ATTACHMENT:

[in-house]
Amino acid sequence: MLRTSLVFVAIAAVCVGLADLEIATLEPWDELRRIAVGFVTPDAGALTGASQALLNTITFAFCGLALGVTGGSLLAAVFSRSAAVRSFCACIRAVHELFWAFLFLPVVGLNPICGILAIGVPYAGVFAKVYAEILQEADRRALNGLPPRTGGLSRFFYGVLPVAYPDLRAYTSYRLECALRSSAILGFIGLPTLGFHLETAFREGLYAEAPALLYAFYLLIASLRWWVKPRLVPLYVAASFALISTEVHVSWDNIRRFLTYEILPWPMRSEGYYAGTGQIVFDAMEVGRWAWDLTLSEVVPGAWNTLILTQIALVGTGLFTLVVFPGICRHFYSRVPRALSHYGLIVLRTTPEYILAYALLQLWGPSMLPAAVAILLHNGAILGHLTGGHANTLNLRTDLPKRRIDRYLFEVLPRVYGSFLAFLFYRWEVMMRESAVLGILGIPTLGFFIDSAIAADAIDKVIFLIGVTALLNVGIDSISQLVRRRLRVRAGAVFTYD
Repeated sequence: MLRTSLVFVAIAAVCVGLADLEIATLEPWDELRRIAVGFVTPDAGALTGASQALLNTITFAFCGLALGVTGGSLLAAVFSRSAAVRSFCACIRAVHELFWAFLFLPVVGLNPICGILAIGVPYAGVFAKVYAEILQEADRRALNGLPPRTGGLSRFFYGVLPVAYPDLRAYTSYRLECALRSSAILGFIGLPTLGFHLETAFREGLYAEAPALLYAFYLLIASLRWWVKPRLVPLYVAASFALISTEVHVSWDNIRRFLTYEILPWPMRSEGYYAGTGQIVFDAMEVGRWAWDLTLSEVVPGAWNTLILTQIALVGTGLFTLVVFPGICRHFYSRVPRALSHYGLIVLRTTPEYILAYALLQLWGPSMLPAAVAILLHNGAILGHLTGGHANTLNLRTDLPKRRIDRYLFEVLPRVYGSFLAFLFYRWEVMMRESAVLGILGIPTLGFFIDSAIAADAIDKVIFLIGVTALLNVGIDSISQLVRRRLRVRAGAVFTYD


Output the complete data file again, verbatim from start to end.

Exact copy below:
[in-house]
Amino acid sequence: MLRTSLVFVAIAAVCVGLADLEIATLEPWDELRRIAVGFVTPDAGALTGASQALLNTITFAFCGLALGVTGGSLLAAVFSRSAAVRSFCACIRAVHELFWAFLFLPVVGLNPICGILAIGVPYAGVFAKVYAEILQEADRRALNGLPPRTGGLSRFFYGVLPVAYPDLRAYTSYRLECALRSSAILGFIGLPTLGFHLETAFREGLYAEAPALLYAFYLLIASLRWWVKPRLVPLYVAASFALISTEVHVSWDNIRRFLTYEILPWPMRSEGYYAGTGQIVFDAMEVGRWAWDLTLSEVVPGAWNTLILTQIALVGTGLFTLVVFPGICRHFYSRVPRALSHYGLIVLRTTPEYILAYALLQLWGPSMLPAAVAILLHNGAILGHLTGGHANTLNLRTDLPKRRIDRYLFEVLPRVYGSFLAFLFYRWEVMMRESAVLGILGIPTLGFFIDSAIAADAIDKVIFLIGVTALLNVGIDSISQLVRRRLRVRAGAVFTYD
Repeated sequence: MLRTSLVFVAIAAVCVGLADLEIATLEPWDELRRIAVGFVTPDAGALTGASQALLNTITFAFCGLALGVTGGSLLAAVFSRSAAVRSFCACIRAVHELFWAFLFLPVVGLNPICGILAIGVPYAGVFAKVYAEILQEADRRALNGLPPRTGGLSRFFYGVLPVAYPDLRAYTSYRLECALRSSAILGFIGLPTLGFHLETAFREGLYAEAPALLYAFYLLIASLRWWVKPRLVPLYVAASFALISTEVHVSWDNIRRFLTYEILPWPMRSEGYYAGTGQIVFDAMEVGRWAWDLTLSEVVPGAWNTLILTQIALVGTGLFTLVVFPGICRHFYSRVPRALSHYGLIVLRTTPEYILAYALLQLWGPSMLPAAVAILLHNGAILGHLTGGHANTLNLRTDLPKRRIDRYLFEVLPRVYGSFLAFLFYRWEVMMRESAVLGILGIPTLGFFIDSAIAADAIDKVIFLIGVTALLNVGIDSISQLVRRRLRVRAGAVFTYD